Finding wildlife hanging out under your car isn't unusual---especially when it's really cold out. [Rodents crawling inside bikes](https://www.rideapart.com/articles/307541/springtime-necessity-motorcycle-maintenance/) left unattended for long periods in your garage or shed are pretty common, too. Despite all this, we probably don't spend as much time thinking about wildlife [hanging out in our helmets](https://www.rideapart.com/articles/245191/swarm-of-angry-bees-takes-up-residence-in-bikers-helmet/) and boots as we probably should. One very lucky rider just found out why you should always double-check your gear every time you put it on.
Other Unexpected Passenger Checks: ----------------------------------
[![swarm of angry bees takes up residence in bikers helmet](https://cdn.motor1.com/custom/share/placeholder_0.jpg) Swarm of Angry Bees Takes Up Residence in Biker's Helmet](https://www.rideapart.com/articles/245191/swarm-of-angry-bees-takes-up-residence-in-bikers-helmet/)
[![springtime necessity motorcycle maintenance](https://cdn.motor1.com/custom/share/placeholder_1.jpg) Springtime And The Necessity Of Motorcycle Maintenance](https://www.rideapart.com/articles/307541/springtime-necessity-motorcycle-maintenance/)
Schoolteacher KA Ranjith has an 11 kilometer (or approximately 6.8 mile) commute on his motorcycle every single day to get to work in Kerala, India. He didn't specifically mention his routine when interviewed, but it's easy enough to picture for anyone who commutes every day. How many of us even think much about what we're doing instead of doing most of it on autopilot?
Anyway, after teaching his morning class at one school, Ranjith had another class to teach at a different school that's about 6 km (or 3.72 miles) away from the first school. Back out to the bike he went. When he parked and took off his helmet, he received an extremely unpleasant surprise.
Ranjith pulled off his lid, and that's when he spotted his serpentine stowaway. The snake was apparently nestled deep inside the top of his helmet, where it had previously been providing a bit of extra padding to his head as he rode along. I'll personally take instant noodles over danger noodles any day, but ideally, I'd like *neither* in my helmet if I can help it.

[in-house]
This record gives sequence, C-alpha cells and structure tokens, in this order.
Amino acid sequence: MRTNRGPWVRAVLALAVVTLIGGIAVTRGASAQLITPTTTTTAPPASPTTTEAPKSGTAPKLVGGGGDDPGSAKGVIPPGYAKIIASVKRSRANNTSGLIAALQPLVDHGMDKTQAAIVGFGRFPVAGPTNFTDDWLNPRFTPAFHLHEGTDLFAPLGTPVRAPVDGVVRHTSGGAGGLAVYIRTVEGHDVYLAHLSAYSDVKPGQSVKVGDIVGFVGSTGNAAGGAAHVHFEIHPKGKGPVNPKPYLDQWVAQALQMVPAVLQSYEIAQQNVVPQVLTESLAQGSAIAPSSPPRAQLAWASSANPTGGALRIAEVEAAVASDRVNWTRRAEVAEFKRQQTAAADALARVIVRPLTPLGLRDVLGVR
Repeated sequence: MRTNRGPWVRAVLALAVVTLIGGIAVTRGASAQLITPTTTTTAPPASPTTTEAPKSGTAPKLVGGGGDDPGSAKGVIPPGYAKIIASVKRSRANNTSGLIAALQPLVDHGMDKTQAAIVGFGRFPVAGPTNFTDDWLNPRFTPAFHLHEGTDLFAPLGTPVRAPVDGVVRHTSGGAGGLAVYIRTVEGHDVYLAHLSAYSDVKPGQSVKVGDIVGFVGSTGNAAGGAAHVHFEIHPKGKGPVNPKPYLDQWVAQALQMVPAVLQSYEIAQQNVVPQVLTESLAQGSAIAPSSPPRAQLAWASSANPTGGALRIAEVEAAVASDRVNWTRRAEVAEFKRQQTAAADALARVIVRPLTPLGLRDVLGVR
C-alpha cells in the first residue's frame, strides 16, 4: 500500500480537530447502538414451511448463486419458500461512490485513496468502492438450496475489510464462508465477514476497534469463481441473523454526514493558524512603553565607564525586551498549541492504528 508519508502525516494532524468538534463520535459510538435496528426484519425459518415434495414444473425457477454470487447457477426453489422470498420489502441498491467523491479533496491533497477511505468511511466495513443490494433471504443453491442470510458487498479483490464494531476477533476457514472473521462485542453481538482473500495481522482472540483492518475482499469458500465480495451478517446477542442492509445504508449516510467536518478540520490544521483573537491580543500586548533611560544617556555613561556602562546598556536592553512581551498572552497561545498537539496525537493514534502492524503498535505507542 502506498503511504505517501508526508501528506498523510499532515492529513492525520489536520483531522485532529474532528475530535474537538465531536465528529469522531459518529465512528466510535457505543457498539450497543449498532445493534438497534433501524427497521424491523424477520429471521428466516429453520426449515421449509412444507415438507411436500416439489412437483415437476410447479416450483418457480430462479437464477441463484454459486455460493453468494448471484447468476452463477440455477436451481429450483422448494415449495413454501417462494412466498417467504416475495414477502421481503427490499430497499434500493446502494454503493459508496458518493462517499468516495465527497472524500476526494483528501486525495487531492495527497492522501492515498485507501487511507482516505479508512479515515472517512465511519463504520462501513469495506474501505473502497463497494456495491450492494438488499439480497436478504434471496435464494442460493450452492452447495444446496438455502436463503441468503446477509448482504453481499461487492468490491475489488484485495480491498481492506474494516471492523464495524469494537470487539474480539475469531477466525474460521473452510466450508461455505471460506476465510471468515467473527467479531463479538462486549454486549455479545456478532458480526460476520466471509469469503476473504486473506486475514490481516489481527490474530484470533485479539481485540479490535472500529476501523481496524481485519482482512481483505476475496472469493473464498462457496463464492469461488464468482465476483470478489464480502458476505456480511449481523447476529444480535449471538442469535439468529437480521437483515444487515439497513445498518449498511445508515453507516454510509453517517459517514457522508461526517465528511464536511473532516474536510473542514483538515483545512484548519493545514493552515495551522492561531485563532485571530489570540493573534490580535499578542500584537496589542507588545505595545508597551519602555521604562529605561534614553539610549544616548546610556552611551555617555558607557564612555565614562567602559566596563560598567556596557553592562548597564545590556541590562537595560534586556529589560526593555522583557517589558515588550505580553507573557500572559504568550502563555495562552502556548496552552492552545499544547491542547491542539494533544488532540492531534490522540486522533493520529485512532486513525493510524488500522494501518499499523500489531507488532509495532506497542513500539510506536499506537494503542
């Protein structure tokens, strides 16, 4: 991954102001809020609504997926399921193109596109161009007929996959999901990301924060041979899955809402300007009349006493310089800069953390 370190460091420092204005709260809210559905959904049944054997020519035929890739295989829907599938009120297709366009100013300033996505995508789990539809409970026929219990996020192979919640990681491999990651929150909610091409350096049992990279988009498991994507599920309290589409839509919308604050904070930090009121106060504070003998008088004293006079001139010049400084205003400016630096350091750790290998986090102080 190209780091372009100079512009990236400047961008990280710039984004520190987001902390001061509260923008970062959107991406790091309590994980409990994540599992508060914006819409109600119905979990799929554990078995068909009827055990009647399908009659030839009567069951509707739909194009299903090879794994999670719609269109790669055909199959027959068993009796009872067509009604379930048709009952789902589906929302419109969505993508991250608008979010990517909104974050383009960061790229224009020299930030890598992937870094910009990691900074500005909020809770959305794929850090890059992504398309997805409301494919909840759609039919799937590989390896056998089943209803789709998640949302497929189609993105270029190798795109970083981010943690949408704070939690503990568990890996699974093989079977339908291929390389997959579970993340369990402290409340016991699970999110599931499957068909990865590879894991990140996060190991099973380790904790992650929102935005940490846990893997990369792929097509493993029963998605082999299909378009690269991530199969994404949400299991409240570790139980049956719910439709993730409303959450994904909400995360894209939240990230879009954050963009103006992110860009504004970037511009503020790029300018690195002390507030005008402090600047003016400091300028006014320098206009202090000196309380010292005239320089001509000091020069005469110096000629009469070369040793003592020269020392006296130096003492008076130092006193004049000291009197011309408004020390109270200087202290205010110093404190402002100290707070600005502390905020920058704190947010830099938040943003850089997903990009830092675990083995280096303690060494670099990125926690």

The snake in question was a highly venomous common krait, which is extremely common in the area. In fact, finding snakes hiding in cars and motorcycles isn't unheard of. Luckily for Ranjith, when his colleagues took him to a nearby hospital to get checked out, they could find no evidence that he'd been bitten. Instead, it seemed that his head had crushed the krait to death.
After receiving a clean bill of physical health and a high probability of many nightmares to come from this incident, Ranjith took his helmet home and promptly lit it on fire. Honestly, SAME.
So, uh, pre-trip gear inspection, everyone. Helmets, boots, and anywhere else something sneaky could be hiding.
Sources: [News18](https://www.news18.com/news/auto/man-rides-bike-for-11-km-in-kerala-with-a-snake-in-his-helmet-unhurt-2497115.html), [Mathrubhumi](https://english.mathrubhumi.com/news/offbeat/man-covers-11-km-on-bike-with-venomous-snake-inside-helmet-1.4505908)
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